Food
Breakfast: oatmeal, two scrambled eggs, coffee with hot milk, 1/2 liter water
1st section (before Petaluma): Perpetuem-maca-Inka-honey shake, water with lemon wedges, 1 t. salt & 1 T. honey
Seven Eleven at Petaluma: Breakfast sandwich, small light blue Gatorade
Valley Ford: Clam chowder (pint), dark blue Gatorade, banana, It’s-It (shoutout to Brian Oei!)
Point Reyes Station: Peanut butter and nutella sandwich, dates and almonds, refill water bottles with water and Nuun
Top of White’s Hill: 1 Ensure
Finish Control: One cookie and another Ensure
2 hours after finish: Odwalla protein shake
8 hours after finish: Homemade apple bread pudding, and pasta

Gear
just made a new ss wool jersey for myself & pretty proud of it!
cotton undershirt
cotton shorts with no chamois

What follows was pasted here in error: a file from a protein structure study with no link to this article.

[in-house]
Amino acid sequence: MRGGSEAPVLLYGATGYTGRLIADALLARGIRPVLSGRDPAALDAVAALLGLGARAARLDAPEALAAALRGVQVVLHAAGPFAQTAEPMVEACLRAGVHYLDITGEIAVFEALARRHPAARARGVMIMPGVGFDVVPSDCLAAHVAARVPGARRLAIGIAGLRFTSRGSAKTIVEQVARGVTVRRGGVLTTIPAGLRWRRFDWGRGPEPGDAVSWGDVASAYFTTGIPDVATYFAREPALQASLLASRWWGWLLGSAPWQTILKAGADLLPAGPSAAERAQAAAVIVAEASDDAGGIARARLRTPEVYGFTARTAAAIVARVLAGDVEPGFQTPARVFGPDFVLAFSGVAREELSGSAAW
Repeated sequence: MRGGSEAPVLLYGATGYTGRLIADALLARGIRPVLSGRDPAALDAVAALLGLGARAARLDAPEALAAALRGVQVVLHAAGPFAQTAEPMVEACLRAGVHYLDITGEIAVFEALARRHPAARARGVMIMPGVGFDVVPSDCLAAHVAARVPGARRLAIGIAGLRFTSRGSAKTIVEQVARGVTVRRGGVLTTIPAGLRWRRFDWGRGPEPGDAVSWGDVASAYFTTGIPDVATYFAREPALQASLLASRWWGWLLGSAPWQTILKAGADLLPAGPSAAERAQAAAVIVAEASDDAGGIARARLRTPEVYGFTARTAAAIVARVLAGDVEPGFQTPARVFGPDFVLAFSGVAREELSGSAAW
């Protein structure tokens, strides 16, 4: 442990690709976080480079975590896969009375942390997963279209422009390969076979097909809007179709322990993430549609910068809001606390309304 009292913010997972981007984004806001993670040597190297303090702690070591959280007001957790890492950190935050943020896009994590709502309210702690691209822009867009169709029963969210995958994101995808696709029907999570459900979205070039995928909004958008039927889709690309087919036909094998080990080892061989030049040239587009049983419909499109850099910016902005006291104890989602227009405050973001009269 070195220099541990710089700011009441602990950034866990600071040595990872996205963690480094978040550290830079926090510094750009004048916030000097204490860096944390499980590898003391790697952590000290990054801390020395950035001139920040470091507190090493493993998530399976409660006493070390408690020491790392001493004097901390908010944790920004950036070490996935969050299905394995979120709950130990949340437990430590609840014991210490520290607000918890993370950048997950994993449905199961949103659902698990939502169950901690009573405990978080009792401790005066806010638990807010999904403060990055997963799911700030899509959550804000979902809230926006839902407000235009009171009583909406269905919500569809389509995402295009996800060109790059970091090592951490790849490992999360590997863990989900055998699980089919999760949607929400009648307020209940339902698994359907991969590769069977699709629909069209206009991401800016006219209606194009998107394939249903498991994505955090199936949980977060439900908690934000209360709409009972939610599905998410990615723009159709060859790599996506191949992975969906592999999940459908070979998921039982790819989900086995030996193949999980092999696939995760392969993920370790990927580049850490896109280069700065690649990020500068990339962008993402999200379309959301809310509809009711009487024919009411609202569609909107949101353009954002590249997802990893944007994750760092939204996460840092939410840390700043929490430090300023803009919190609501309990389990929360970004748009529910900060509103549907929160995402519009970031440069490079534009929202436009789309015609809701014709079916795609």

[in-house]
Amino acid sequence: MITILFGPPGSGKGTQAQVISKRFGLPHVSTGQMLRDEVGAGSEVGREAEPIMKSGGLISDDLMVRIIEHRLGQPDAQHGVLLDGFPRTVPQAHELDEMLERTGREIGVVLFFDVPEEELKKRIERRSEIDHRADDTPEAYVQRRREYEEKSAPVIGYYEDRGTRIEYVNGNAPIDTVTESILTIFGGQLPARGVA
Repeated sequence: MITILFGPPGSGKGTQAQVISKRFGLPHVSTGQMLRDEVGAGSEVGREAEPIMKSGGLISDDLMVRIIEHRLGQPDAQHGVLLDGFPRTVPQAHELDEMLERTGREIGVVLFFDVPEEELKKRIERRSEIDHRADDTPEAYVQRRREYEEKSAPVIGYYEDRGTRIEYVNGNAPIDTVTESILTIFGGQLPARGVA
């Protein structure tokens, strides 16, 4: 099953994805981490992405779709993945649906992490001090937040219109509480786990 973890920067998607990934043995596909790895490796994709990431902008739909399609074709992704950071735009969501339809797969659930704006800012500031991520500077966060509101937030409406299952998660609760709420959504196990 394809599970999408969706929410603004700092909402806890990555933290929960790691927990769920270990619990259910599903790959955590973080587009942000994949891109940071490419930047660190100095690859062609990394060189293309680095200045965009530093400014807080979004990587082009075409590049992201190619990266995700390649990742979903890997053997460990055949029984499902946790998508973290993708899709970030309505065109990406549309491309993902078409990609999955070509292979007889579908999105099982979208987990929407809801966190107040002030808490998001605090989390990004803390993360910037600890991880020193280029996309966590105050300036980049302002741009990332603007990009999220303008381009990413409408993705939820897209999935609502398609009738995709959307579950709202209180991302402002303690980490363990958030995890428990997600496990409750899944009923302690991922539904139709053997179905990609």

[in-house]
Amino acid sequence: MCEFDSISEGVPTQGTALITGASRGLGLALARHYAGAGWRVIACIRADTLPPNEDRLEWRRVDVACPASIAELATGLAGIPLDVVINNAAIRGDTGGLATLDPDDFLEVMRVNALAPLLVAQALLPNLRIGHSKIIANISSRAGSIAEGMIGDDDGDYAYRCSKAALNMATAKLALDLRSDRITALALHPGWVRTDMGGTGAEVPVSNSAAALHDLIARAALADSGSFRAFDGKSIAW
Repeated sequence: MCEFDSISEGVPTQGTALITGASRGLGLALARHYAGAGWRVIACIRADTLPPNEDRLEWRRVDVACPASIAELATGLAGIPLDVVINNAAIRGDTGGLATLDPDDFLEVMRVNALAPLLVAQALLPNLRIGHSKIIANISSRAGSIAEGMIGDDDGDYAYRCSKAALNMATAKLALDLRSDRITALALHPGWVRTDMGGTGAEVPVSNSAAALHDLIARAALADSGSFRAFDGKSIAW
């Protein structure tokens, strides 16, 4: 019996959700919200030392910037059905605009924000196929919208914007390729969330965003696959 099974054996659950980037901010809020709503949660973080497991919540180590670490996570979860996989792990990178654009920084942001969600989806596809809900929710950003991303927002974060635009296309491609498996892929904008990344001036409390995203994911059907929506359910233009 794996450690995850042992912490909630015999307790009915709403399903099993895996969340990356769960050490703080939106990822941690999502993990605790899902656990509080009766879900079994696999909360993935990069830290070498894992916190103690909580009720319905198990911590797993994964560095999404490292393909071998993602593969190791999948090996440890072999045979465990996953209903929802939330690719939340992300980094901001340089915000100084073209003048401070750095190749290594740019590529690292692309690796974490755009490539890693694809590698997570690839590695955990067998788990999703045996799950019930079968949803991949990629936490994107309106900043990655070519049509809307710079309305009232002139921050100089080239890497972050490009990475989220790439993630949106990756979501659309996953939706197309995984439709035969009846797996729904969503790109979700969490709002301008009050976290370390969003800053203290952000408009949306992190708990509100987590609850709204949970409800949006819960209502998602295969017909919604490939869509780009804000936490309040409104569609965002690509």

soft soled sneakers (yes, still no cleats or toe clips and not really wanting to change that. I hate how toe clips grind on the ground at a stop, and I like having the ability to change my foot position on the pedal throughout a ride. Am I from a different planet?? I feel compelled to change to cleats, but as it feels so akin to mere peer pressure, my stubbornness with the pedal issue reigns for now.)
dollar store sunglasses (since my glasses with changeable lenses fell out of my pocket one day, never to be found again, I have used plain sunglasses on the last two brevets. They’re working just fine so far, and actually those changeable- lens Serfas glasses were really awkward to change the lenses, not to mention them being a safety hazard because they completely cut out my peripheral vision)